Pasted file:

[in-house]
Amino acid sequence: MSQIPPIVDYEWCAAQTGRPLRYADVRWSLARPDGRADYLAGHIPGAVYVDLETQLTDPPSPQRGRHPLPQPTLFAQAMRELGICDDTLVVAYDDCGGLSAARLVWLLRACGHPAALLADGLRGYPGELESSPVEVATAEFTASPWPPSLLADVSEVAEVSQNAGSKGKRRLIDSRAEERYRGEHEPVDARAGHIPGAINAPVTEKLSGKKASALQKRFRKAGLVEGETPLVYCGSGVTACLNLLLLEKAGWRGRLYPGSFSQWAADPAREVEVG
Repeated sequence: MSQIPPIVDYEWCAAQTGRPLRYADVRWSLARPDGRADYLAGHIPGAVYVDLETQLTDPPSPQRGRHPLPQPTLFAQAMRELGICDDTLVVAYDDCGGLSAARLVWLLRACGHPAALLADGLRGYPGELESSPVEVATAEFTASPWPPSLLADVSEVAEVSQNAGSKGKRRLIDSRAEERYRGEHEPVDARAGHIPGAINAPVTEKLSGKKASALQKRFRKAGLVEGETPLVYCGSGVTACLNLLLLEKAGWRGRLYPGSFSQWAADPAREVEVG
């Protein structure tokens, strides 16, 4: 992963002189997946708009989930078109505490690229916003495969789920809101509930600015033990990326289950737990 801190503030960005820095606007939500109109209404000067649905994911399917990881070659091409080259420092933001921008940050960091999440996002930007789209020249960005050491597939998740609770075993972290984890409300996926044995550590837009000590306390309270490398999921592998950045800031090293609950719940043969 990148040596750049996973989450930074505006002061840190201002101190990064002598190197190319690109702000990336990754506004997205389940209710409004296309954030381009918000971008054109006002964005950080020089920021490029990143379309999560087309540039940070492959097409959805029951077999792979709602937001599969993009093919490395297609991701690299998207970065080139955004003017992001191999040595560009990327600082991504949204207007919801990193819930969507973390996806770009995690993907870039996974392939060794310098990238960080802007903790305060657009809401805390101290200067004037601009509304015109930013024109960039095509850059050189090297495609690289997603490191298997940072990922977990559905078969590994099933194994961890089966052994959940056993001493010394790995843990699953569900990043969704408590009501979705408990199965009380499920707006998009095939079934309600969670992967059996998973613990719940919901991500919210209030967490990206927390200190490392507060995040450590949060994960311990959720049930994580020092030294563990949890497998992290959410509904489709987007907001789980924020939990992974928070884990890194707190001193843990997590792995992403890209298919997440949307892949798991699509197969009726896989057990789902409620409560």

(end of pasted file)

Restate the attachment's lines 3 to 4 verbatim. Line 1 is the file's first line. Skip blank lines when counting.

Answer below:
Repeated sequence: MSQIPPIVDYEWCAAQTGRPLRYADVRWSLARPDGRADYLAGHIPGAVYVDLETQLTDPPSPQRGRHPLPQPTLFAQAMRELGICDDTLVVAYDDCGGLSAARLVWLLRACGHPAALLADGLRGYPGELESSPVEVATAEFTASPWPPSLLADVSEVAEVSQNAGSKGKRRLIDSRAEERYRGEHEPVDARAGHIPGAINAPVTEKLSGKKASALQKRFRKAGLVEGETPLVYCGSGVTACLNLLLLEKAGWRGRLYPGSFSQWAADPAREVEVG
């Protein structure tokens, strides 16, 4: 992963002189997946708009989930078109505490690229916003495969789920809101509930600015033990990326289950737990 801190503030960005820095606007939500109109209404000067649905994911399917990881070659091409080259420092933001921008940050960091999440996002930007789209020249960005050491597939998740609770075993972290984890409300996926044995550590837009000590306390309270490398999921592998950045800031090293609950719940043969 990148040596750049996973989450930074505006002061840190201002101190990064002598190197190319690109702000990336990754506004997205389940209710409004296309954030381009918000971008054109006002964005950080020089920021490029990143379309999560087309540039940070492959097409959805029951077999792979709602937001599969993009093919490395297609991701690299998207970065080139955004003017992001191999040595560009990327600082991504949204207007919801990193819930969507973390996806770009995690993907870039996974392939060794310098990238960080802007903790305060657009809401805390101290200067004037601009509304015109930013024109960039095509850059050189090297495609690289997603490191298997940072990922977990559905078969590994099933194994961890089966052994959940056993001493010394790995843990699953569900990043969704408590009501979705408990199965009380499920707006998009095939079934309600969670992967059996998973613990719940919901991500919210209030967490990206927390200190490392507060995040450590949060994960311990959720049930994580020092030294563990949890497998992290959410509904489709987007907001789980924020939990992974928070884990890194707190001193843990997590792995992403890209298919997440949307892949798991699509197969009726896989057990789902409620409560």